The problem with tax avoidance is not the BBC, but that the government will not tackle the issue

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I had an article on Comment is Free this afternoon, talking about the fuss made about the BBC paying contract staff without iperating PAYE.

For the record, I condemn them for doing so when it was inappropriate, but add:

I am quite sure all the newspapers jumping up and down about this issue at the BBC pay many of their "staff" as contractors.

In that case this is not really an issue about the BBC at all, it is a systemic one. On that I said:

There are four problems that follow. The first is that this is always done for better-paid staff: the impression that tax avoidance is for the well-off is reinforced. This is a divided country.

Second, because the penalties for this abuse always fall on the contractor and not on the paying company (as a result of large business lobbying) there is nothing that can really be done right now to stop this practice.

Third, with HMRC still sacking thousands of staff a year, there is no real prospect of any effective challenge at contractor level to this abuse. Even if it increases the number tenfold, just 230 cases will be raised a year: that's practically no deterrent at all.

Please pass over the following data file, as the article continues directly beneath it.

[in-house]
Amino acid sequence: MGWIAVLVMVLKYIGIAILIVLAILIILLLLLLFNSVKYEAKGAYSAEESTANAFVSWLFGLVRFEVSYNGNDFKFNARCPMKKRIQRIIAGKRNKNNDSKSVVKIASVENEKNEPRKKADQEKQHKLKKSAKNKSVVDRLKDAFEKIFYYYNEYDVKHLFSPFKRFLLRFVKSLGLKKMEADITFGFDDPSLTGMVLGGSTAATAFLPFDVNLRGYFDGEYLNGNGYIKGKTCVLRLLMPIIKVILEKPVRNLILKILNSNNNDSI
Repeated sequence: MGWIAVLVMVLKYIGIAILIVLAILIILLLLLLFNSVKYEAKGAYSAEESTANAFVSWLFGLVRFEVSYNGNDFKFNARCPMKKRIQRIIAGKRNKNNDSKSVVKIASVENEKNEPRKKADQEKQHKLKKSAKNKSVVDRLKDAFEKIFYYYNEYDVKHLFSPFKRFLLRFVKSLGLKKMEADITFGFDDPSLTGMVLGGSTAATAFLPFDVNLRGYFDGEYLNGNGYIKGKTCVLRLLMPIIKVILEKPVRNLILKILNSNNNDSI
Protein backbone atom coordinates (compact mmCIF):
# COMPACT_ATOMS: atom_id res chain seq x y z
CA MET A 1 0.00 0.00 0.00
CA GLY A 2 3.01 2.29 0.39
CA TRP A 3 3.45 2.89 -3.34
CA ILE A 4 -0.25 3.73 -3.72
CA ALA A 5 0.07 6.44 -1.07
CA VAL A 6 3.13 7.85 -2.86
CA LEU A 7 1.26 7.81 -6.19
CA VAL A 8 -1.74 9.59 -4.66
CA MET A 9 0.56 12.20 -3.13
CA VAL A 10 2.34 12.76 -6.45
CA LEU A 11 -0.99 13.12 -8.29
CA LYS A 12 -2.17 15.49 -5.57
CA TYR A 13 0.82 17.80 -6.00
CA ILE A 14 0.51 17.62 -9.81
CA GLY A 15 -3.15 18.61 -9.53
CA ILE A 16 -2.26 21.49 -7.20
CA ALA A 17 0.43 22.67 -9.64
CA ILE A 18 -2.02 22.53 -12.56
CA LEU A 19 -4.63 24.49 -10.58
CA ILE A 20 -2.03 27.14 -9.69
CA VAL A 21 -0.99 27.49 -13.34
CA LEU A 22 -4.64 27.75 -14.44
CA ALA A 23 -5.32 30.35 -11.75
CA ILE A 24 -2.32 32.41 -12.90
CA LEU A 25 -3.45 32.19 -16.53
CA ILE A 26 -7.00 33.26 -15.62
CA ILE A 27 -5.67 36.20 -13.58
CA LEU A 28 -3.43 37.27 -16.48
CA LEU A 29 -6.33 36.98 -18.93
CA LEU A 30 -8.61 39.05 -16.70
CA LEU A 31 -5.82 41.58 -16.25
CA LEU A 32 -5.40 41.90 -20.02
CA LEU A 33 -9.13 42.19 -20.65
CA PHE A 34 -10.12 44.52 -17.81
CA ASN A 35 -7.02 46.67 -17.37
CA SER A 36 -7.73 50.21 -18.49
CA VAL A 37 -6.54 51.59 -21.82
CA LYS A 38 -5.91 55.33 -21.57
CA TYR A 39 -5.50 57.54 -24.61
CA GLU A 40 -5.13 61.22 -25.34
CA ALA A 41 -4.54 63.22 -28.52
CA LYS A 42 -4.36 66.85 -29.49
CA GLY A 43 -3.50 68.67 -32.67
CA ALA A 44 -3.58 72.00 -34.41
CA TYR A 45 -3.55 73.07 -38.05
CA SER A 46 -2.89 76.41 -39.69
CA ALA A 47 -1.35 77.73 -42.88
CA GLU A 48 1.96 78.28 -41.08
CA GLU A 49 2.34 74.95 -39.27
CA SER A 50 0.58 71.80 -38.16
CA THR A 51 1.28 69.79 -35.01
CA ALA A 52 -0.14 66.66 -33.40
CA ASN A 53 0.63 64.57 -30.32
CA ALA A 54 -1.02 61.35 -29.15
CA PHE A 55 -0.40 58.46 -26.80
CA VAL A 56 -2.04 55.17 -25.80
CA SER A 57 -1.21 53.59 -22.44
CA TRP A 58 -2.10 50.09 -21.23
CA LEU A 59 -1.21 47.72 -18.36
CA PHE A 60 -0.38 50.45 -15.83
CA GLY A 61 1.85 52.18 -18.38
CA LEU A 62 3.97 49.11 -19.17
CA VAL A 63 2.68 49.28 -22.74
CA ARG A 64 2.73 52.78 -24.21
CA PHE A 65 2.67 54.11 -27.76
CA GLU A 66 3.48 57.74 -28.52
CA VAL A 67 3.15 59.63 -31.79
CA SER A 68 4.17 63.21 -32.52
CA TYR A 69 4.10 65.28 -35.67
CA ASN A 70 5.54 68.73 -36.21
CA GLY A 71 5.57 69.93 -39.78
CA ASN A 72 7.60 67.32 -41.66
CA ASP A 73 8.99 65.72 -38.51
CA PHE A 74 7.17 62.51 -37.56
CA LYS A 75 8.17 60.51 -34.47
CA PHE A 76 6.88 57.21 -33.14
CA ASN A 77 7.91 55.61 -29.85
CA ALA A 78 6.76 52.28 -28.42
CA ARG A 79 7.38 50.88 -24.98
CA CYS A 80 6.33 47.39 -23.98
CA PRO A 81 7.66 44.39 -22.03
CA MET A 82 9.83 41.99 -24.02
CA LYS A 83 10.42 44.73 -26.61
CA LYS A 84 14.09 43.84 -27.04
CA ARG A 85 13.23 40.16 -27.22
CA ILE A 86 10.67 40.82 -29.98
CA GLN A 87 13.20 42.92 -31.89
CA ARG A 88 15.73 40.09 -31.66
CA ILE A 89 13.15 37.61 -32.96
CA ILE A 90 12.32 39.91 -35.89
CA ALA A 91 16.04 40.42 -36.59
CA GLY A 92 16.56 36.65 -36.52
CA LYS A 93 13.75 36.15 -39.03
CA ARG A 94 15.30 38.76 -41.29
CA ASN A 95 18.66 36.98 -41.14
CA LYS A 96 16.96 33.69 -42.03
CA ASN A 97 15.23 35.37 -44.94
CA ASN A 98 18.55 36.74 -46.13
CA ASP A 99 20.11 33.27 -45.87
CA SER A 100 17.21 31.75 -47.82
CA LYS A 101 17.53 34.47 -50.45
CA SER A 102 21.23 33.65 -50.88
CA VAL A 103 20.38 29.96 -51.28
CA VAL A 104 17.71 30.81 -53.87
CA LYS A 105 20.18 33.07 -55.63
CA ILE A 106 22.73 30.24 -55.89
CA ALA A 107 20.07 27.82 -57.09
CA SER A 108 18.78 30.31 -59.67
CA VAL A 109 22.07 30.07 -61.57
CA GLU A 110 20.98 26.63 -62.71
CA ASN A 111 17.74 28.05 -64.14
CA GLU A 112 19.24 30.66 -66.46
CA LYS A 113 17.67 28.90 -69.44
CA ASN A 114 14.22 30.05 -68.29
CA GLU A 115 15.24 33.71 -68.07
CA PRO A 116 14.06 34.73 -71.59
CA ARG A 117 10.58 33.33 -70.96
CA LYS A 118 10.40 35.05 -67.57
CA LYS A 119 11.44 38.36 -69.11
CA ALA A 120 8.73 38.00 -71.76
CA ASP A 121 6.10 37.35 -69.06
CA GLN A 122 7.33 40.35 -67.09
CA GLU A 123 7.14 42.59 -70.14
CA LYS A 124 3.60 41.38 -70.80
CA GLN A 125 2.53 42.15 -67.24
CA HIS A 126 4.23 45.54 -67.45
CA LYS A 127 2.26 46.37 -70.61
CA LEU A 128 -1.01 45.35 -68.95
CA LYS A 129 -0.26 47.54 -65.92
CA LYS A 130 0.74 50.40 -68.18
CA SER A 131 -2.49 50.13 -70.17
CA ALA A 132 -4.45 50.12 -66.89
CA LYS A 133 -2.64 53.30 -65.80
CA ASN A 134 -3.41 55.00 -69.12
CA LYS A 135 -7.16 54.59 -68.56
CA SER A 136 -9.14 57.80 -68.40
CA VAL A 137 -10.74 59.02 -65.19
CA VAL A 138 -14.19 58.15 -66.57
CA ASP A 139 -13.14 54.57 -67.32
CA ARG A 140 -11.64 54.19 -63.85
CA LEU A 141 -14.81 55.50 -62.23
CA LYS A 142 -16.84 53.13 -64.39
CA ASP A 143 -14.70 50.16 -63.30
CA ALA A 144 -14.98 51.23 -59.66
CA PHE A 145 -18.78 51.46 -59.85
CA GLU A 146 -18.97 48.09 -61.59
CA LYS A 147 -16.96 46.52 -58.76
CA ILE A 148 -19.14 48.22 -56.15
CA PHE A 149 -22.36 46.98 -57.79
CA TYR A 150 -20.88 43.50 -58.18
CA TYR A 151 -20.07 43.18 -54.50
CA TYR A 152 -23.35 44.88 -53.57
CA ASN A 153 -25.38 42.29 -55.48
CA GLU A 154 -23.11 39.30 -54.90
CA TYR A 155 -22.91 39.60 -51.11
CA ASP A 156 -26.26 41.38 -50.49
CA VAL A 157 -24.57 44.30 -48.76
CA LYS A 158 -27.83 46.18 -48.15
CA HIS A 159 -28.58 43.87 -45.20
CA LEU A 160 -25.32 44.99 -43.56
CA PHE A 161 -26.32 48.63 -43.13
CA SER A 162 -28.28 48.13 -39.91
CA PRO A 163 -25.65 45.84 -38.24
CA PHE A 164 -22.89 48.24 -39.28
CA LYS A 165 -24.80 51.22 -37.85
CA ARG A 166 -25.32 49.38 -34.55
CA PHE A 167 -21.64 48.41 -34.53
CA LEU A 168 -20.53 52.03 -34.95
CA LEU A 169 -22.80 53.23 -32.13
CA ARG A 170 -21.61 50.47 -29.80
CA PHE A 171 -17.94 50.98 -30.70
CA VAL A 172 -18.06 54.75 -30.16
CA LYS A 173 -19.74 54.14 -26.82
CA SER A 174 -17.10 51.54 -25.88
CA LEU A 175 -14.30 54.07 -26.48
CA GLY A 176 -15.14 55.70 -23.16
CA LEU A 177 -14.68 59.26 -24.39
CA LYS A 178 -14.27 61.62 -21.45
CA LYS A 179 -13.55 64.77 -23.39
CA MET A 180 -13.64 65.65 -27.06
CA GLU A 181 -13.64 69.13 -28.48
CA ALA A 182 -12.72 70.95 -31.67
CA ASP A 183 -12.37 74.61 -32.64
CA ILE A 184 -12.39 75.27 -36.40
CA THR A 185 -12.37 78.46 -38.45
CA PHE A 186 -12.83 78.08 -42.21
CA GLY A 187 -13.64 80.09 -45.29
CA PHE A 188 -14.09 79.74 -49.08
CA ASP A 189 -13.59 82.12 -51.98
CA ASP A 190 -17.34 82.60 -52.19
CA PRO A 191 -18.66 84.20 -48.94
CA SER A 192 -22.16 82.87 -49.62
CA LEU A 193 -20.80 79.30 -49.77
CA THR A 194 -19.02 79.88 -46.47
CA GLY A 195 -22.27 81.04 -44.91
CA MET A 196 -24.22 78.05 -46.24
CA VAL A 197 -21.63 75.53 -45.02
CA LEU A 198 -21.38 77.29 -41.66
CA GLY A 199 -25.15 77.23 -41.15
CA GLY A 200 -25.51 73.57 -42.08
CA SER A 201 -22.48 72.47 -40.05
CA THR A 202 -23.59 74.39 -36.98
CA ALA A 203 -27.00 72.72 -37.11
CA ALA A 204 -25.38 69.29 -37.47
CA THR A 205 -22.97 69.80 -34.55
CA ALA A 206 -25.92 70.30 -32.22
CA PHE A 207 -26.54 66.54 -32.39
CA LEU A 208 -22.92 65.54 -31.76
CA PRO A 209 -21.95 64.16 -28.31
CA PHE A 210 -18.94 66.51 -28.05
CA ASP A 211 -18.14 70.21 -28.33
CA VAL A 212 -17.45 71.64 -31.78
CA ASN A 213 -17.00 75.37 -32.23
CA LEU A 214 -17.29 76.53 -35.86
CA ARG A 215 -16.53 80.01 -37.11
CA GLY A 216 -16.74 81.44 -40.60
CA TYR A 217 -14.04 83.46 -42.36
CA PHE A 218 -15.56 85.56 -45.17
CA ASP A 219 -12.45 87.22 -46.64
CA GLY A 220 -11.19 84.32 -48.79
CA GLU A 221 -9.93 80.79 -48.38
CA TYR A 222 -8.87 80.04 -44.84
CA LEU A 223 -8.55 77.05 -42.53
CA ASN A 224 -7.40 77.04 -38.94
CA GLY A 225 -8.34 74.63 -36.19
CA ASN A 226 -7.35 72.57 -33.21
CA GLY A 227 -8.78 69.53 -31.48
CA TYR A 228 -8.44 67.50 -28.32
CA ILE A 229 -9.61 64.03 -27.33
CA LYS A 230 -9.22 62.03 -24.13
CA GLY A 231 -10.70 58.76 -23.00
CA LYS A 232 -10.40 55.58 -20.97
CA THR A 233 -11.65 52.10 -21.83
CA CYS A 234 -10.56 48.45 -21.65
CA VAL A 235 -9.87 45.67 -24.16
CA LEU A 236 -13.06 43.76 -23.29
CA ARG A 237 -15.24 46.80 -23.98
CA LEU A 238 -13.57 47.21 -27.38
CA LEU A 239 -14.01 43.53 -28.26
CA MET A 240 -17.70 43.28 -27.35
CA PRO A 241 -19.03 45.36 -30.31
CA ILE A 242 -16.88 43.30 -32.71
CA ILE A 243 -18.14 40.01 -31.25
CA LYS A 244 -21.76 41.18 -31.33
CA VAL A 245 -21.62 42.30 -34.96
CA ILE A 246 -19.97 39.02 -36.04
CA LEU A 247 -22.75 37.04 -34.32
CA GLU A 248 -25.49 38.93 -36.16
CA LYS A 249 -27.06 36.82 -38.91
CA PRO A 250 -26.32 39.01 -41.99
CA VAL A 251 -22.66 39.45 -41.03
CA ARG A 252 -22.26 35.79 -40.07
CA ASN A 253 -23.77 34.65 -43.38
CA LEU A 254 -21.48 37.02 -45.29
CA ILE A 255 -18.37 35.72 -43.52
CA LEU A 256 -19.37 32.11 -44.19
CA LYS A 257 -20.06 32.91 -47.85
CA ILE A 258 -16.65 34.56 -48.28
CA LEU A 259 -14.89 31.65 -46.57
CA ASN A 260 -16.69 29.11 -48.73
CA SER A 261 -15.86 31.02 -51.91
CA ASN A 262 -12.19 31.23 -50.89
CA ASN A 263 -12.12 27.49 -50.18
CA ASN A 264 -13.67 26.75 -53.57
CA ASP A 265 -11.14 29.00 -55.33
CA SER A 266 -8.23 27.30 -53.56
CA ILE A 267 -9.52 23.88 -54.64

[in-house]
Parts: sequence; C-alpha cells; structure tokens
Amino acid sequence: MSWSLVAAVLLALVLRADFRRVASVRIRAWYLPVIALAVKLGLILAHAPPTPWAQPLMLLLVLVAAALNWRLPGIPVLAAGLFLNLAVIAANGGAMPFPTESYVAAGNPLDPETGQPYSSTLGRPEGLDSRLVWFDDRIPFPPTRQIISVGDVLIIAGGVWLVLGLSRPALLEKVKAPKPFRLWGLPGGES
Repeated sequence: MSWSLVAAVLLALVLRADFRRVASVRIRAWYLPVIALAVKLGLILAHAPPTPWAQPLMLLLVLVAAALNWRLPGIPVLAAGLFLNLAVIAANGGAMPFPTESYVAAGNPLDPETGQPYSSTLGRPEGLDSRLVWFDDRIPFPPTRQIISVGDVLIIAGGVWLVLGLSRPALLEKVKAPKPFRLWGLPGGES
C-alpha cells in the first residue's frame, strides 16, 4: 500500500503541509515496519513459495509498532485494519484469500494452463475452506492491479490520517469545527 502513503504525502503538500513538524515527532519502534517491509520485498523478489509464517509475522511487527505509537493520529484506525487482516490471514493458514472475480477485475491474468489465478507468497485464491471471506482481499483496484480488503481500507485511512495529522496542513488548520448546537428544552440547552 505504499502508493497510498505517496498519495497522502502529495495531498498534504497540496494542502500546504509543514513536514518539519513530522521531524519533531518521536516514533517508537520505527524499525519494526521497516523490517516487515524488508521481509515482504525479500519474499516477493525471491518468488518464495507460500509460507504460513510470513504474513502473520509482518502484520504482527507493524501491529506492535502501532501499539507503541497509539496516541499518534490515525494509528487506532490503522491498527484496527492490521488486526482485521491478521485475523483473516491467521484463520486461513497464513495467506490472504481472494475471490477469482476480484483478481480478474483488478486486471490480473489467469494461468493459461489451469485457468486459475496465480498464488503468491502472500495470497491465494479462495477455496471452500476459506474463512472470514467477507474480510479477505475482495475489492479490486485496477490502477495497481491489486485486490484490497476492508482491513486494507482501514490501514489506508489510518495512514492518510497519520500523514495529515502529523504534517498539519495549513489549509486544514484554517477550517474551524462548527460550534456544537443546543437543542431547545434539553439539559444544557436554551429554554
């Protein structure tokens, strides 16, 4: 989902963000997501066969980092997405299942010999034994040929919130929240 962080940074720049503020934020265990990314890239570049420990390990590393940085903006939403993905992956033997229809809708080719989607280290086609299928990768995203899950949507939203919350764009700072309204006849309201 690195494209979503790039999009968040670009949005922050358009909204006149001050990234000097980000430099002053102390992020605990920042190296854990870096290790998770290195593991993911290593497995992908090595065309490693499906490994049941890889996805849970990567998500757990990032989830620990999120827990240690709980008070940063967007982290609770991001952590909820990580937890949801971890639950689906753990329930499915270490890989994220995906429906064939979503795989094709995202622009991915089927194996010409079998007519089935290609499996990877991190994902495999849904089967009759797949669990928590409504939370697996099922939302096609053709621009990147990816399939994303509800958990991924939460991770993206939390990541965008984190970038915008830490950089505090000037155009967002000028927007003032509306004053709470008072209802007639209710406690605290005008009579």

Last but not least, the government deficit will grow as long as this abuse is not stopped. And that is the paradox. We have a government whose chancellor says tax avoidance is repugnant. And it says deficit reduction is its number one priority. And yet it will do nothing to stop such abuse, preferring to impose cuts on the poorest instead.

This is not an issue about the BBC. That's important, but a sideshow. This is an issue about the whole ethos of government and its right to charge and collect tax to pay for essential public services in his country. And unless action is taken, it follows as surely as the BBC News being on at 10 that those public services will have to be cut.

In which case, is that what the blind eye the government is turning, indicated by record low levels of investigation, really all about?

That I think is the political issue at the heart of this: why is our government simply not trying to stop tax avoidance, as increasing evidence suggests is the reality? Is it that they really want a deficit, and a gutted tax authority, too under-resourced to ever collect the tax owing so that there is no option but cut services? That looks to be the case to me.